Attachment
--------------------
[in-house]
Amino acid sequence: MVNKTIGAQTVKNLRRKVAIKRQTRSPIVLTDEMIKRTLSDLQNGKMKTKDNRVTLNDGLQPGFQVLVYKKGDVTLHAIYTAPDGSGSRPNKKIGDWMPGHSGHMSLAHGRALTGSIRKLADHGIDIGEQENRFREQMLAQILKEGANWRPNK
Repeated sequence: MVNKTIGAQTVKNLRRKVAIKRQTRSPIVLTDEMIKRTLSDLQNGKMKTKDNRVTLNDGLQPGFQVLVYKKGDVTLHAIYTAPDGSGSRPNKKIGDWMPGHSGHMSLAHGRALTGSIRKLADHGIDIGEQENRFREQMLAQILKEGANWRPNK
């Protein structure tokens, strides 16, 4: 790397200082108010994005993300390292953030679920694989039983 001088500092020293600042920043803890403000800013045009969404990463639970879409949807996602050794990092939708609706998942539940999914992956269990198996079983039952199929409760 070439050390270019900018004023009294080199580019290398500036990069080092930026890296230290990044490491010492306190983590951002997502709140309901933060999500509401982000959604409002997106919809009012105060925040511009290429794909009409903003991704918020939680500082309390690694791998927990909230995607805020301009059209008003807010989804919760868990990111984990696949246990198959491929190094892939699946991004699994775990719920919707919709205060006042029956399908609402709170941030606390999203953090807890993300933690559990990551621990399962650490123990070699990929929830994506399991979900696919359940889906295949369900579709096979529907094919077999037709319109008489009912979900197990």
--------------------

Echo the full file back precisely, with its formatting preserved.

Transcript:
[in-house]
Amino acid sequence: MVNKTIGAQTVKNLRRKVAIKRQTRSPIVLTDEMIKRTLSDLQNGKMKTKDNRVTLNDGLQPGFQVLVYKKGDVTLHAIYTAPDGSGSRPNKKIGDWMPGHSGHMSLAHGRALTGSIRKLADHGIDIGEQENRFREQMLAQILKEGANWRPNK
Repeated sequence: MVNKTIGAQTVKNLRRKVAIKRQTRSPIVLTDEMIKRTLSDLQNGKMKTKDNRVTLNDGLQPGFQVLVYKKGDVTLHAIYTAPDGSGSRPNKKIGDWMPGHSGHMSLAHGRALTGSIRKLADHGIDIGEQENRFREQMLAQILKEGANWRPNK
């Protein structure tokens, strides 16, 4: 790397200082108010994005993300390292953030679920694989039983 001088500092020293600042920043803890403000800013045009969404990463639970879409949807996602050794990092939708609706998942539940999914992956269990198996079983039952199929409760 070439050390270019900018004023009294080199580019290398500036990069080092930026890296230290990044490491010492306190983590951002997502709140309901933060999500509401982000959604409002997106919809009012105060925040511009290429794909009409903003991704918020939680500082309390690694791998927990909230995607805020301009059209008003807010989804919760868990990111984990696949246990198959491929190094892939699946991004699994775990719920919707919709205060006042029956399908609402709170941030606390999203953090807890993300933690559990990551621990399962650490123990070699990929929830994506399991979900696919359940889906295949369900579709096979529907094919077999037709319109008489009912979900197990």